These past few days I’ve been thinking a lot about privilege and what it means. Sure, at Cornell we often talk about how privileged we are to be here at this selective institution, to be able to take classes from distinguished professors, to be surrounded by peers of all backgrounds and interests. We hear it so often from guest speakers who speak about their less fortunate college careers or from peer panelists who mention how they were able to get the job offer they wanted because of the Cornell title. The word privilege is used so frequently that it has become a dreaded “oh that again” kind of topic.
I still remember my first day here, a little over a year ago. After signing up at RPCC for the PREPARE international student pre-orientation program, I brought my two pieces of luggage to Balch Hall with a volunteer. I will probably never forget how it felt walking into Balch and into my room. I was initially surprised by how antique everything in the residence hall was — it was the first time I’ve ever seen a manually operated elevator. Having grown up in high-tech modern cities like Seoul and Dubai, I also wasn’t used to antiquated furniture.
Yet for some reason, the musty smell of my triple, the spider webs by the radiator and the fact that there were only two wardrobes for three people didn’t antagonize my feelings for Cornell. In fact, I think that I was simply too glad to be here at this beautiful world-renowned place, excited at the thought of living in the U.S. and of meeting new people. I was indeed shocked that this was what I received after all the money I paid to attend this university. But I was still thankful to be here.
It wasn’t until I heard someone from across the hall complain over the phone about how rusty and old this place is, how they wanted to go back home, that I realized that while we’re all starting as the same first-year Cornell students, we may be living in different worlds. I immediately thought to myself, is it wrong to just be pleased to be here?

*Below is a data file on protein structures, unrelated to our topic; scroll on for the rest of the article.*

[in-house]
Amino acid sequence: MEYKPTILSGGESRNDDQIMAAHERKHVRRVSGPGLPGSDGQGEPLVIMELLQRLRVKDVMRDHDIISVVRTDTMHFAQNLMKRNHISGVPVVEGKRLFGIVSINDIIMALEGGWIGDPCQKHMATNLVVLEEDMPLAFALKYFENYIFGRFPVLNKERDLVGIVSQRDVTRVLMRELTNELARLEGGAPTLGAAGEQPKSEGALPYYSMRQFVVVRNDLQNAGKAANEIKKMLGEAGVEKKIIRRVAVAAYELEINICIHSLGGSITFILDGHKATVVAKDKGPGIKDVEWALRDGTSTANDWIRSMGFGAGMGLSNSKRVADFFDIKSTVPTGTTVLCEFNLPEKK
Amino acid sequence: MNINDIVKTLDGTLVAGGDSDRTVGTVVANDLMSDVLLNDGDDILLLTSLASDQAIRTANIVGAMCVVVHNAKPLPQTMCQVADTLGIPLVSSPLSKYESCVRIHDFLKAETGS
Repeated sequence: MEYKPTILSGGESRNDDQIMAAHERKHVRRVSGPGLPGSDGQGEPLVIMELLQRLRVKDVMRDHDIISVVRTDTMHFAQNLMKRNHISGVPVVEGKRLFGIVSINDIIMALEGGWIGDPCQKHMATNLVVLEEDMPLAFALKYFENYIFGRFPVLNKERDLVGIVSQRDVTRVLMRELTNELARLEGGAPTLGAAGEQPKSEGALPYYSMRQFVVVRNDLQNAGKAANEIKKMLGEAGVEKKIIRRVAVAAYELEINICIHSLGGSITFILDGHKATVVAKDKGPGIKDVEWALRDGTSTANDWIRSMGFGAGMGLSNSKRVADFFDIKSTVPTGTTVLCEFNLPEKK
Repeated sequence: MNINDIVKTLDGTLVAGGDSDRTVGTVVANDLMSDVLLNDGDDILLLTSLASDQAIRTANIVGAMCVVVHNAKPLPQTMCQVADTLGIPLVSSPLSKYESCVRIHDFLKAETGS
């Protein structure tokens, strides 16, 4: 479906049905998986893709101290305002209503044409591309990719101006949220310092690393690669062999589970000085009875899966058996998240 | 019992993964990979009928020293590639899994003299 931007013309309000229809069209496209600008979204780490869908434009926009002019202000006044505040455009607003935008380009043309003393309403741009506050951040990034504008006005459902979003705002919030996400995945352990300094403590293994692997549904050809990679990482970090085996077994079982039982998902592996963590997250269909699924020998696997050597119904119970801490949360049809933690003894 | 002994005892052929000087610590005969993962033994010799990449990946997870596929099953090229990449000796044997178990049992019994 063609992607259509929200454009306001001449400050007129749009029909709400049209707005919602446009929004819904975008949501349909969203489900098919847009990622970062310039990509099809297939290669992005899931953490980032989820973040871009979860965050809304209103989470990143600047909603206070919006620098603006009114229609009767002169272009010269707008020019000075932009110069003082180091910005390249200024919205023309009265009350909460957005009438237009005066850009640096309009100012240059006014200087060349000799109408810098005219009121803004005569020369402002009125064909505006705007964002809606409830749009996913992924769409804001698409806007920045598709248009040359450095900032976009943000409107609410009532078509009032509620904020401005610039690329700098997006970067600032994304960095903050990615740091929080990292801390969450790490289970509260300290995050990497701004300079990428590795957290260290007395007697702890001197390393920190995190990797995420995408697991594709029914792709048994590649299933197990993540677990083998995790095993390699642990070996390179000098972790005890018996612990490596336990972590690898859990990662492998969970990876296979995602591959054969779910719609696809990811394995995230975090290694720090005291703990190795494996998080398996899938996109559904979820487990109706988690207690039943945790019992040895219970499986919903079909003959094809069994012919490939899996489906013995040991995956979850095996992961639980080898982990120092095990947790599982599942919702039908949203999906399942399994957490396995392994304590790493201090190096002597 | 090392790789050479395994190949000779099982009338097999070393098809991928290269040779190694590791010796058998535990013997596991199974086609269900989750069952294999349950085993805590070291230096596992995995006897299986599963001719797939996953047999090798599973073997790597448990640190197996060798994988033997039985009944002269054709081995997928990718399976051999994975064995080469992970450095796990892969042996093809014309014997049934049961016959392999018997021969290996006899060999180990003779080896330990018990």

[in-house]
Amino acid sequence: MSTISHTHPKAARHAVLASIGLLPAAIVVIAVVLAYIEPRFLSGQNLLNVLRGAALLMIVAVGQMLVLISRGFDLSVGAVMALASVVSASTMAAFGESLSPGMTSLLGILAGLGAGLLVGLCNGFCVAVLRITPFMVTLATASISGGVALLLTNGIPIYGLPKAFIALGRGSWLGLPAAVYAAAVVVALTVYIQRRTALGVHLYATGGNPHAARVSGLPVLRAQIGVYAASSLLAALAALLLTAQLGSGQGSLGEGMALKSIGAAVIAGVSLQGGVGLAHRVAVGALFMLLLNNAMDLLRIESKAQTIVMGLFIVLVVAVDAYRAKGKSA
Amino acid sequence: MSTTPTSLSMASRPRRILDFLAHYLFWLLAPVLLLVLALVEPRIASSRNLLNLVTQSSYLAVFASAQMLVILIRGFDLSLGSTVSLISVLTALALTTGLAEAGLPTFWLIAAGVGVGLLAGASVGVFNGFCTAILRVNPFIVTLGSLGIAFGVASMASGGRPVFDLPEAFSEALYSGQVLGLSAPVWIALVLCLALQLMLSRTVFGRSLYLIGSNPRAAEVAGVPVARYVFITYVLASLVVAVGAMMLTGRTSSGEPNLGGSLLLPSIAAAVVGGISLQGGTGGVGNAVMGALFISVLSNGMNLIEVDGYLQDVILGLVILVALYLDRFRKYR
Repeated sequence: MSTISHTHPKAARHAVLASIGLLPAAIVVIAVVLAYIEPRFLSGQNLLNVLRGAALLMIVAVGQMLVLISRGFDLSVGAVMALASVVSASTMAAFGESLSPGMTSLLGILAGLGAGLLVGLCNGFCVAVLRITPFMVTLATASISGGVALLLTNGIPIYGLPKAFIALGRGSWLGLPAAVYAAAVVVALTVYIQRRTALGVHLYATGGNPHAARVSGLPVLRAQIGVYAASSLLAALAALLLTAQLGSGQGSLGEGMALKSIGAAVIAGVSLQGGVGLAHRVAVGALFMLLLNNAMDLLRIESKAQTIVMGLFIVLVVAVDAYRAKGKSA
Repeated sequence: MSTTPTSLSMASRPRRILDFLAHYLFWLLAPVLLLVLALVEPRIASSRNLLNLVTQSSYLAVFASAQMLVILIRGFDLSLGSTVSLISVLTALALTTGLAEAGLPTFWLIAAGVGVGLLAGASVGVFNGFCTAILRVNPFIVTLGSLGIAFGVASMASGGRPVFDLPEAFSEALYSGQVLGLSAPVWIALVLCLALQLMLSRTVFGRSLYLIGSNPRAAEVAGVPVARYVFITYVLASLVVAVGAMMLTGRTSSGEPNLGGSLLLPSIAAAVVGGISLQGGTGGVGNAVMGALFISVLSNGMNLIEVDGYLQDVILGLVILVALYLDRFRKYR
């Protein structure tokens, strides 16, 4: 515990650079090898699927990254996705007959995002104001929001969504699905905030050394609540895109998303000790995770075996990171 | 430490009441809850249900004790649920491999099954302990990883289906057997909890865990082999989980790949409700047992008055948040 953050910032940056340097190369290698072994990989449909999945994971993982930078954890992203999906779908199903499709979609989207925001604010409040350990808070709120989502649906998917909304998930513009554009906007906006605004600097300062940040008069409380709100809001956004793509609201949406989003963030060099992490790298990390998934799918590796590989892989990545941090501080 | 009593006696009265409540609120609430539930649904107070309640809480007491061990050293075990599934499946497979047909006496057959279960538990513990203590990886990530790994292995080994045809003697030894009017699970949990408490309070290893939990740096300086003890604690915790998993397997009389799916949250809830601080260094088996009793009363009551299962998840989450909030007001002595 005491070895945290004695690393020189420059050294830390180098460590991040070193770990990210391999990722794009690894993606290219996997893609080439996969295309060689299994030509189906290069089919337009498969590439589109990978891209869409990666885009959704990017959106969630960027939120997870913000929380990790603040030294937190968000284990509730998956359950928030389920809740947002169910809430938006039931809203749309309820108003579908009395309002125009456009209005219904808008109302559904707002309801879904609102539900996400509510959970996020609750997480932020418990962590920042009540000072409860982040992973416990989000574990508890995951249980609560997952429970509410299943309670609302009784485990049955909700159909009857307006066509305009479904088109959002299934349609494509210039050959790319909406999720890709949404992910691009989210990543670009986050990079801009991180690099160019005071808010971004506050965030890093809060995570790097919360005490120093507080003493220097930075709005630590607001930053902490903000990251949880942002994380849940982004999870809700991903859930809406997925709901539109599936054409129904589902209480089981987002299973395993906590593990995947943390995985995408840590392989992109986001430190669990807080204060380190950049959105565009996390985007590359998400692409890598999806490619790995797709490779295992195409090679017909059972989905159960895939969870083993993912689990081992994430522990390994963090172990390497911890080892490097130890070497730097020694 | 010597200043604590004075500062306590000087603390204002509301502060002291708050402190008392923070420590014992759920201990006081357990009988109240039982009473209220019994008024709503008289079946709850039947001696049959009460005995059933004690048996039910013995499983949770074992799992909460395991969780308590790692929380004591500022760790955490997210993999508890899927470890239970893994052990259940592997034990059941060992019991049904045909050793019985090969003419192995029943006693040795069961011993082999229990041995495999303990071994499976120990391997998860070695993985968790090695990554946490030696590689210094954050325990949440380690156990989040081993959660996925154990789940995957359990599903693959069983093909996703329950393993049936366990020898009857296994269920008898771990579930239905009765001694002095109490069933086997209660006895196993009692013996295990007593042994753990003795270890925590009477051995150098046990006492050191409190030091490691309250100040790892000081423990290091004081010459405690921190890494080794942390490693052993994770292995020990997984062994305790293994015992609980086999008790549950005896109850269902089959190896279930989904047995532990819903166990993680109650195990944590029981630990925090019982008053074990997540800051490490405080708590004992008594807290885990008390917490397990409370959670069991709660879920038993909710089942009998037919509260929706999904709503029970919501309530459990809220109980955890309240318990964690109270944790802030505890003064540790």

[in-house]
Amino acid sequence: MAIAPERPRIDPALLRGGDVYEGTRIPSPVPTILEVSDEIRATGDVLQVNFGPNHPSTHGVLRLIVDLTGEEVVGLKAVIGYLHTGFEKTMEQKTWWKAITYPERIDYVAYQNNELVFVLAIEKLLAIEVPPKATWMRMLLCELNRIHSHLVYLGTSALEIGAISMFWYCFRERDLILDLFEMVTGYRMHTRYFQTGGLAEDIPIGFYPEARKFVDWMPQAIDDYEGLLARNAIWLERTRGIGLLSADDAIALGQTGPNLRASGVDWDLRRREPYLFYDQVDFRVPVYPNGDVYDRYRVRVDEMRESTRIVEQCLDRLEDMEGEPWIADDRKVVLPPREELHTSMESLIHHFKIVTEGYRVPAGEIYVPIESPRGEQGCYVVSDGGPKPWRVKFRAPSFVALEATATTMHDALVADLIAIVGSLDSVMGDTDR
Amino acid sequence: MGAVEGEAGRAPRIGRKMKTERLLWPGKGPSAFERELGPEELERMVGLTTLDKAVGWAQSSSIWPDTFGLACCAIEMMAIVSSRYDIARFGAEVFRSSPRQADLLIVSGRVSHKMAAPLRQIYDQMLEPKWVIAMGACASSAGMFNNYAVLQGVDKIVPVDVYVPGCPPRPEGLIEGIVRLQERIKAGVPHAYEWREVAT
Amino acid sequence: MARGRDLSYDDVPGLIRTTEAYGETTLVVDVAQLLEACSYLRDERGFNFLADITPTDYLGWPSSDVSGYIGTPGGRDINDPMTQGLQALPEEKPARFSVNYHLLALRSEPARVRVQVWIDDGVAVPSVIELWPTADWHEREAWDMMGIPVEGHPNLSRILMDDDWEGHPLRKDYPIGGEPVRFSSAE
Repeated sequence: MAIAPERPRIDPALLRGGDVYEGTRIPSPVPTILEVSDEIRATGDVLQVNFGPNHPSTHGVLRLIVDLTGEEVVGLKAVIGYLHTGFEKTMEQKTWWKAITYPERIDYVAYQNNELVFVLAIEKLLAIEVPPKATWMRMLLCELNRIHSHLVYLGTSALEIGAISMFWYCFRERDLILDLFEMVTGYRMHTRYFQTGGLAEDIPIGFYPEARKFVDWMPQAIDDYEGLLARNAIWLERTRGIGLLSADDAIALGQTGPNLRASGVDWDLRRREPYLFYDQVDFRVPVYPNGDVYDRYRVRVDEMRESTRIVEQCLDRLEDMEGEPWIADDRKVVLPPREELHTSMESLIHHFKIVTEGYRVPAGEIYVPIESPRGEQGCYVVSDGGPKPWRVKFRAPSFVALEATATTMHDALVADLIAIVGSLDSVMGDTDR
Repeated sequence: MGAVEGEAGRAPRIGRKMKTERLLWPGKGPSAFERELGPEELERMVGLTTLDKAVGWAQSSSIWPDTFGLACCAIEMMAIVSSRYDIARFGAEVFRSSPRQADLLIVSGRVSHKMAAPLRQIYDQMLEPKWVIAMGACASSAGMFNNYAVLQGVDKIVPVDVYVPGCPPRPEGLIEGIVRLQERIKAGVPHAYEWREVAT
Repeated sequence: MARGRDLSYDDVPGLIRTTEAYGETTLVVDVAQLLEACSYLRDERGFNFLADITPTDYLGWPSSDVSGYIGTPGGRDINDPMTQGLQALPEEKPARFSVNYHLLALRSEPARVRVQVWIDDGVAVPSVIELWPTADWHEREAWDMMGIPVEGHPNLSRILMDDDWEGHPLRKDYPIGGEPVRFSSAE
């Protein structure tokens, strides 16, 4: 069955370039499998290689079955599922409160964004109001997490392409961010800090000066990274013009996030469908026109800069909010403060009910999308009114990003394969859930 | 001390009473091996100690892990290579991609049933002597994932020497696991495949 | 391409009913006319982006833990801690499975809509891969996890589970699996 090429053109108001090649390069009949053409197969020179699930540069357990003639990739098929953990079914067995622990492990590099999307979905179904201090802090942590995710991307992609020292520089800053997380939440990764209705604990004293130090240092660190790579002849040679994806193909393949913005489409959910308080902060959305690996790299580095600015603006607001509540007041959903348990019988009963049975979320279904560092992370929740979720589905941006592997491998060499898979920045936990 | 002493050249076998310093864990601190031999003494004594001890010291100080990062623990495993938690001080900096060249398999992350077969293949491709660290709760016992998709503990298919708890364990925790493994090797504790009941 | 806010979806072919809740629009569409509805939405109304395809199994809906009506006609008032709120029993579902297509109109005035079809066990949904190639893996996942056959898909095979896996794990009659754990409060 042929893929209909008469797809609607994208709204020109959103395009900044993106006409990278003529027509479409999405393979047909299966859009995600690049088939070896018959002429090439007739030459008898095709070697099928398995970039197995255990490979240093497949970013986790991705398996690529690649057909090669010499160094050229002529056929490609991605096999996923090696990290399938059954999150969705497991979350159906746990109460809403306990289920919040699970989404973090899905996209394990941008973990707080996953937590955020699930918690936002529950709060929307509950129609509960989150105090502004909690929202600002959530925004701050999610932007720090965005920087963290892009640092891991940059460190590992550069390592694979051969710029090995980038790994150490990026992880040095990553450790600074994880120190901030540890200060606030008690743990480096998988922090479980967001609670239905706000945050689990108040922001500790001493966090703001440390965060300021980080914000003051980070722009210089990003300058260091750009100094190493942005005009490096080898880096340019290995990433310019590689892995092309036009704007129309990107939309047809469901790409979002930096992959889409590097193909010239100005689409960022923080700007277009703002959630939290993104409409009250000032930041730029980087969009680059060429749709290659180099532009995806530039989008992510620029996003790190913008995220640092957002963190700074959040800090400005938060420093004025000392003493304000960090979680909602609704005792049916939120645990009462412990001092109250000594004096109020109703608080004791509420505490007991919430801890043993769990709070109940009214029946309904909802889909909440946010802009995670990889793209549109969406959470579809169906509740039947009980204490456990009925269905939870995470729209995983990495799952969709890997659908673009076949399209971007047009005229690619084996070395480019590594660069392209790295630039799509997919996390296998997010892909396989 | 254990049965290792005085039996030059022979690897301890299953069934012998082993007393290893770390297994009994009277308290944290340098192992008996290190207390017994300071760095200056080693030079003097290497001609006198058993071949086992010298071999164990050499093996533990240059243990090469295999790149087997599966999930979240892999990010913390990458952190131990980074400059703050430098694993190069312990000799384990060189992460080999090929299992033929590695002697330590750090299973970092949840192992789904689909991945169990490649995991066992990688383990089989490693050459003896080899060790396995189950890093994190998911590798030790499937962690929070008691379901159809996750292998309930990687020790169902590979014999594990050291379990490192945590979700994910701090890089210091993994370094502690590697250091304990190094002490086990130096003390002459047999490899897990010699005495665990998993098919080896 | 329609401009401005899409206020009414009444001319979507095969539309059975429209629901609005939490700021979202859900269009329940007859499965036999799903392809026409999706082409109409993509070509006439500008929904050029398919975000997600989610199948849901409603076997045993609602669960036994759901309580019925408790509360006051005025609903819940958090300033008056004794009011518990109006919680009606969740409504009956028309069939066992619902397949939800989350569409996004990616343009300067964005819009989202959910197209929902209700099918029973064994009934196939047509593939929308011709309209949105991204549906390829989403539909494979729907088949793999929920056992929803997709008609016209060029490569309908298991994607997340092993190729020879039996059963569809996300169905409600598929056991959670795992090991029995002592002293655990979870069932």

From my first day at Balch, I was forced to compare my privilege with that of others. I thought I had been brought up in a pretty privileged environment. Having traveled all over the world and being taught to be thankful for the education, morals and experience that I’ve developed from various sources, I have always considered myself to be privileged. However, my first day at Cornell made me realize that my level of privilege may never match up to that of others. No matter what, we are already at different starting lines.
I have been and always will be proud and thankful for having parents that would risk anything for their children’s futures. Yet, for that girl I overheard on my first day, coming to Cornell and living in a single in Balch may have simply been a given or even below her expectations. As such, all that had been provided to her on that day could have easily been taken for granted based on the degree of privilege that she had been exposed to over the past 17 or so years of her life. Nothing’s wrong with that. We’ve simply been brought up in different circumstances and what’s more important is realizing so. This fact seems to be overlooked by everyone that talks about “how privileged all of us are to be here at Cornell.” Yes, we as students of Cornell share the common privilege of being at this reputable institution. However, you cannot equate your privilege with that of others.
Margaret Lee is a sophomore in the School of Industrial and Labor Relations. She can be reached at firstname.lastname@example.org. Here, There and Everywhere appears alternate Tuesdays this semester.